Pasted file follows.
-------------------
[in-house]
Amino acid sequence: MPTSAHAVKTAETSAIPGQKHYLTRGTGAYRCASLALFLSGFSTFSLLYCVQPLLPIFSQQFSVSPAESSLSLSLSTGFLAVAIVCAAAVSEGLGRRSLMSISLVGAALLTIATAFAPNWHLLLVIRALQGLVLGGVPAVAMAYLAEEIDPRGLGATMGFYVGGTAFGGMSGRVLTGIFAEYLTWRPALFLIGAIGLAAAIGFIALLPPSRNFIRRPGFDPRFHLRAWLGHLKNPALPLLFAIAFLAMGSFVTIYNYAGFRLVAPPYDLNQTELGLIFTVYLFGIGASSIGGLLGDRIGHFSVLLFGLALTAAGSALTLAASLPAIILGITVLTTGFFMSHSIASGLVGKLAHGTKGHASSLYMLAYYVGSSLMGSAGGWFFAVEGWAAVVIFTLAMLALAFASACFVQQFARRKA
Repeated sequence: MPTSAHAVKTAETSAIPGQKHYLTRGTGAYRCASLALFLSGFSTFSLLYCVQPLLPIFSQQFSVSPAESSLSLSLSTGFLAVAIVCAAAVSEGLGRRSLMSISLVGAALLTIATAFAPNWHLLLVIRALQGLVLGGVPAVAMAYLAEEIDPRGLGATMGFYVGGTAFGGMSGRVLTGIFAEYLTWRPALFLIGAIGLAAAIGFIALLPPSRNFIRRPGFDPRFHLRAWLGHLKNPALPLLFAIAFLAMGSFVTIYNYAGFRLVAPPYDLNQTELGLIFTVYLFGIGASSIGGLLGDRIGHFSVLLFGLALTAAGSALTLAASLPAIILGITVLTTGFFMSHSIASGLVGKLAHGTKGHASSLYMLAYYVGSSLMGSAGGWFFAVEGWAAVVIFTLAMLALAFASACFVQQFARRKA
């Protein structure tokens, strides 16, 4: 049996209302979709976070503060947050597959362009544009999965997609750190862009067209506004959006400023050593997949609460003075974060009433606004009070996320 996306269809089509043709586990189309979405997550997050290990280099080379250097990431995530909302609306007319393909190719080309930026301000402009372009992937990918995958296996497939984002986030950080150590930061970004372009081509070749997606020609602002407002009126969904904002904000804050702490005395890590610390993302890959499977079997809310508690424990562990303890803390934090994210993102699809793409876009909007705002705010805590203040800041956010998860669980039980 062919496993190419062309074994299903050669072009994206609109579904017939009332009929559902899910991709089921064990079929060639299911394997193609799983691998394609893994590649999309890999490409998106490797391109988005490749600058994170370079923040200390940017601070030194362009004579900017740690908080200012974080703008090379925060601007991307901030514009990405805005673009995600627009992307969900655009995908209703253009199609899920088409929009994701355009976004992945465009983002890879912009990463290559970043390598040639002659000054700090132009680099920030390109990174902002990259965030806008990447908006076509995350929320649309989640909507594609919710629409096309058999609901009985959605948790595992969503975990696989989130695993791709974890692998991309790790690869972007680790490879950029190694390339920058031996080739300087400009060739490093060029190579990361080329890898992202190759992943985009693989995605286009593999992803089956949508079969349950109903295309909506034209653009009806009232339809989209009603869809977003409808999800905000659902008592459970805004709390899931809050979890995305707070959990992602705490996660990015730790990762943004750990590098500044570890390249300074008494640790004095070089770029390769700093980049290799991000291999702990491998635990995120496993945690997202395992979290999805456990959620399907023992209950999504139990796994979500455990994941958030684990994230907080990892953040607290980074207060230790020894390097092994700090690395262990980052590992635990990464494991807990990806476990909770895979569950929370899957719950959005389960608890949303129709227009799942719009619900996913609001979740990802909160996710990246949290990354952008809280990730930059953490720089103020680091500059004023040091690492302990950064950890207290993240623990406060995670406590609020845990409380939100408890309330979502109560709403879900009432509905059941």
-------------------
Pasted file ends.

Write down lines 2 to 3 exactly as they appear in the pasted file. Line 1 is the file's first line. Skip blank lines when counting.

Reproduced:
Amino acid sequence: MPTSAHAVKTAETSAIPGQKHYLTRGTGAYRCASLALFLSGFSTFSLLYCVQPLLPIFSQQFSVSPAESSLSLSLSTGFLAVAIVCAAAVSEGLGRRSLMSISLVGAALLTIATAFAPNWHLLLVIRALQGLVLGGVPAVAMAYLAEEIDPRGLGATMGFYVGGTAFGGMSGRVLTGIFAEYLTWRPALFLIGAIGLAAAIGFIALLPPSRNFIRRPGFDPRFHLRAWLGHLKNPALPLLFAIAFLAMGSFVTIYNYAGFRLVAPPYDLNQTELGLIFTVYLFGIGASSIGGLLGDRIGHFSVLLFGLALTAAGSALTLAASLPAIILGITVLTTGFFMSHSIASGLVGKLAHGTKGHASSLYMLAYYVGSSLMGSAGGWFFAVEGWAAVVIFTLAMLALAFASACFVQQFARRKA
Repeated sequence: MPTSAHAVKTAETSAIPGQKHYLTRGTGAYRCASLALFLSGFSTFSLLYCVQPLLPIFSQQFSVSPAESSLSLSLSTGFLAVAIVCAAAVSEGLGRRSLMSISLVGAALLTIATAFAPNWHLLLVIRALQGLVLGGVPAVAMAYLAEEIDPRGLGATMGFYVGGTAFGGMSGRVLTGIFAEYLTWRPALFLIGAIGLAAAIGFIALLPPSRNFIRRPGFDPRFHLRAWLGHLKNPALPLLFAIAFLAMGSFVTIYNYAGFRLVAPPYDLNQTELGLIFTVYLFGIGASSIGGLLGDRIGHFSVLLFGLALTAAGSALTLAASLPAIILGITVLTTGFFMSHSIASGLVGKLAHGTKGHASSLYMLAYYVGSSLMGSAGGWFFAVEGWAAVVIFTLAMLALAFASACFVQQFARRKA